projection 23

Of Ruins and Light
9pm-midnight / 21 Sept 2012  
Coal Quay Carpark / Culture Night, Cork.

This programme of 16mm experimental film works is curated by Esperanza Collado and Aoife Desmond of the Experimental Film Club, Dublin. Their chosen films present expanded representations of time and space; from the earthly to the celestial, from the transience of man's structures on earth, to the vastness of the universe.

USA, 1959-1962, 3 minutesB&W, Sound (optical), 16mm

Jack Smith’s first released movie is an apparently edited-in-camera 100-foot roll of Kodachrome II shot in 1959, using Ken Jacob’s 16mm Bell & Howell at one of Jacob’s Star Spangled to Death locations – the rubble-strewn site of the future Lincoln Center on Manhattan’s west side. Despite its brevity, anticipates the epic quality of Smith’s subsequent films and theater pieces. The alternation of long shots and close-ups suggests considerable elapsed time between each set-up. Jacobs, who appears in the film, frantically dancing and mugging along with another Star Spangled to Death performer Jerry Sims, proposed that Smith call his film “Reveling in the Dumps” and even drew titles. Instead, Smith chose to name his movie after the dirty piece of stickum that had wedged out in the upper right corner of the frame. For a three-minute film, carries considerable conceptual weight. The title anticipates Andy Warhol’s go-with-the-flow acceptance of cinematic “mistakes”, even as it draws the viewer’s attention to the perceptual tension between the film’s actual surface and its represented depth. Scotch Tape’s audio accompaniment was created, some three years rhumba, “Carinhoso,” to match the footage. The resultant sync event, Conrad recalled, had a decisive effect on his own life, inspiring him to become a filmmaker. Flaming Creatures aside, Scotch Tape would be Smith’s only completed film – placed n distribution with the Film-Makers’ Cooperative in 1962 and subsequently included in Anthology Film Archives’ Essential Cinema. (J. Hoberman)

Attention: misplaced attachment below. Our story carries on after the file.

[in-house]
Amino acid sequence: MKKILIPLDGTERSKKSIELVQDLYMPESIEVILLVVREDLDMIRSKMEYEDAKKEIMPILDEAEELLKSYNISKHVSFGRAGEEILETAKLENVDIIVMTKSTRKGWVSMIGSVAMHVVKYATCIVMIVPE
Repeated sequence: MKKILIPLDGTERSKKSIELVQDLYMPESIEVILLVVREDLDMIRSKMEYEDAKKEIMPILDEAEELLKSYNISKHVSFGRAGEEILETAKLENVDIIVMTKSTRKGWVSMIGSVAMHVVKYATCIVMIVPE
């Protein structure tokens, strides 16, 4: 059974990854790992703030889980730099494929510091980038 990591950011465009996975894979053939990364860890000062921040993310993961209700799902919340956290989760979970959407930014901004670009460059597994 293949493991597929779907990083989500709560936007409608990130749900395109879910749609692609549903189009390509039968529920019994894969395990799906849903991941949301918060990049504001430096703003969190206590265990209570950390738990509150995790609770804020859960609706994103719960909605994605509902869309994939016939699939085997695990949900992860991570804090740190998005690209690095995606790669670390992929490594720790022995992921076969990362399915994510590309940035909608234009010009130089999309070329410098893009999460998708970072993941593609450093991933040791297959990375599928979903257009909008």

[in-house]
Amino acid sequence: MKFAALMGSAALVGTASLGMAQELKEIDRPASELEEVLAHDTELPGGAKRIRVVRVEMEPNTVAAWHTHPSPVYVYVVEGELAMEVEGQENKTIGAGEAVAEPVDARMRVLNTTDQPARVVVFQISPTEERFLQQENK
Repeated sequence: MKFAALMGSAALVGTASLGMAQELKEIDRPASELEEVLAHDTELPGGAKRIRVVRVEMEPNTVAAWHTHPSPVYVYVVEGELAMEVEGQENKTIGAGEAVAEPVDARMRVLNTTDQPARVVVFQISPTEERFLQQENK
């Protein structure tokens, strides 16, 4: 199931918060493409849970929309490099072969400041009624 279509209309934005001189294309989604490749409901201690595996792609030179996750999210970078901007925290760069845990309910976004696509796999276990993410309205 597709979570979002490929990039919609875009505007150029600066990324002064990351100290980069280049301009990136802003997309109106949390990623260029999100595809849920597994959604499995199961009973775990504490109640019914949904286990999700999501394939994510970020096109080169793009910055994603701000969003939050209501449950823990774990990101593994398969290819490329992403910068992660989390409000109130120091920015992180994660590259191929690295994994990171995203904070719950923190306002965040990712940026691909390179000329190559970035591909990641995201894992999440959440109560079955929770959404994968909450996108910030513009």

18 min, 16mm, B&W, sound (optical), 1986

"Ex-architect PATRICK KEILLER brings a graphic and compositional sense of landscape to this complex essay film following a conceited modern-day flaneur who conjects ruminatively over images of a curiously ill-defined European landscape. From within these images of construction, roadways and the never-ending to-ing and fro-ing of Europe's numerous train stations, can be glimpsed the visage of the old Europe, defined by borders, varied cultures and a distinct sense of place. At one point the camera lingers accusingly upon the dated futuristic symbol of the 1958 Brussels' World Fair.

Keiller's film is book-ended by two extraordinary images echoing Europe's past. In the opening sequence a boat rocks plaintively away from the white cliffs of southern England, furnishing us with a longing look, graphically similar but not afforded to the steely-eyed emigrants of Ford Madox Brown's epochal mid-nineteenth century painting 'The Last of England'.(1) In the last images the decaying footage of a group of tourists assembled in the Piazza Navona is looped, slowed down and scored by Brahms melancholy 'setting' for Goethe's 'Winter Journey over the Harz Mountains'. These odd, layered, extremely moving moments seem to almost stand in for the feeling of loss, displacement and restlessness evoked by Keiller's less than celebratory gaze upon the landscape, both physical and mental, thrown up by contemporary Europe." - Adrian Danks

3 min, Colour, Silent, 16mm, 1993

'This is a hand-painted film which has been photographically step-printed to achieve various effects of brief fades and fluidity-of-motion, and makes partial use of painted frames in repetition (for 'close-ups' of textures). The tone of the film is primarily dark blue, and the paint is composed (and re-photographed microscopically) to suggest galactic forms in a space of stars.' - S.B.

16 minutes, Colour, Sound (Optical), 16mm, UK, 2008